Trees for Cities has been working with three Leicester schools to revamp their playgrounds with new gardens, trees and planters as part of a natural approach to managing localised flood risk.
Leicester City Council was awarded £100,000 of government cash from the Department for Education as part of a four-year national programme to build sustainable urban drainage systems in schools that are vulnerable to surface water flooding.
Sustainable drainage systems – or SuDS – can help manage flood risk following heavy rainfall through natural measures by holding excess water in purpose-built wetland areas or rain gardens, and away from buildings.
So far, three Leicester schools have benefitted from sustainable drainage schemes, which have also help improve underused playground areas and create attractive new outdoor spaces for staff and children to enjoy.
At Trees for Cities, we put nature-based solutions at the core of tackling the climate crisis and believe in the power of trees to transform neighbourhoods. This project aims to capture and take advantage of the vast amounts of rainwater runoff from the playground and recycle it to water and feed trees and large areas of planting. Whilst reducing the urban heat effect of the play area, it creates engaging, educational and habitat-rich spaces within the school.
Grace Walker, Landscape Design Manager at Trees for Cities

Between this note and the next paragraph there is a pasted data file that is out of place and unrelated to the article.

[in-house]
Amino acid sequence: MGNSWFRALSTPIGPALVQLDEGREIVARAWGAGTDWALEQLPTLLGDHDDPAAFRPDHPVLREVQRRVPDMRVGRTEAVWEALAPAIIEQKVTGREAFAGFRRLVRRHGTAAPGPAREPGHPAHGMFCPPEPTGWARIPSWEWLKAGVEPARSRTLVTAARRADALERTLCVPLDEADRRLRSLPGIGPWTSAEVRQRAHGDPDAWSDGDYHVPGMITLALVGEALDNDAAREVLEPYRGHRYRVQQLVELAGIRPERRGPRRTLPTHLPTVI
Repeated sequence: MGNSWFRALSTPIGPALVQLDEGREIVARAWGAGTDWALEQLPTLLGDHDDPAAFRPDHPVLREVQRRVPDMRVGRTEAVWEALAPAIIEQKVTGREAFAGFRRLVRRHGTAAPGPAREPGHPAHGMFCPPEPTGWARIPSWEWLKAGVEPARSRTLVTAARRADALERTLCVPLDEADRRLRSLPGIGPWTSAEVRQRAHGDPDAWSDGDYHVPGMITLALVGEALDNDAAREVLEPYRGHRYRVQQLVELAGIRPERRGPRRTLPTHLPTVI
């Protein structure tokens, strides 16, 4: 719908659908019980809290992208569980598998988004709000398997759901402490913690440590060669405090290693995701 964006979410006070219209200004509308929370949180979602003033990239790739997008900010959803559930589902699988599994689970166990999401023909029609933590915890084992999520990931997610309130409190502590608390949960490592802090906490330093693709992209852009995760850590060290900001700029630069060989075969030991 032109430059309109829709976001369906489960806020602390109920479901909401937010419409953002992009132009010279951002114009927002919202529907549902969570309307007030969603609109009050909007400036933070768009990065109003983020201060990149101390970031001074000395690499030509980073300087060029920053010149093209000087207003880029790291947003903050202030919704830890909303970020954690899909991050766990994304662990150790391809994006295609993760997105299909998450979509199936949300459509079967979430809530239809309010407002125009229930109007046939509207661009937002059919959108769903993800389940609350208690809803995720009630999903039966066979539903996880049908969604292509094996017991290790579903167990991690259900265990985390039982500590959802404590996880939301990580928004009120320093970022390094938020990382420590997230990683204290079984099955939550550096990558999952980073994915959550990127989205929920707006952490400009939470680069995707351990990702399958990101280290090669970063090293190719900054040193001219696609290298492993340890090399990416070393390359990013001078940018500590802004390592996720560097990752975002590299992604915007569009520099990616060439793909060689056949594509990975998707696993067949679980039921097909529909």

At Abbey Mead Primary Academy, in Belgrave, a problem muddy area next to the playground has been transformed into a new seating and play area bordered with two rainwater gardens to help hold excess water from the playground. The scheme also features a new wildflower-rich swale area, a timber wall for shade, and more planting.
Bridge Junior School, in North Evington, has also seen its playground revamped with the addition of a new rainwater garden. A swale and wildflower scrape has also been added to the school’s sensory garden.
And a new nature garden, complete with a wooden bridge spanning a rainwater swale, has been created at Linden Primary School, in Evington. The school has also seen the creation of some new green-roofed areas, a large rain garden, and a fox mound using the excess soil, along with new tree planting.
All the new schemes feature biodiversity benefits, with pollinator-friendly planting and new habitats for local wildlife, including bee hotels and hibernacula that will provide shelter for wildlife in the cold winter months.
The city council worked along side Trees for Cities, Severn Trent Water, and specialist contractor Wildscapes Cooperative to design and deliver the schemes, with input from staff and children at each of the three schools.
As part of the project, pupils also took part in a range of activities to help raise awareness of climate change, the impact of extreme weather and the importance of flood prevention.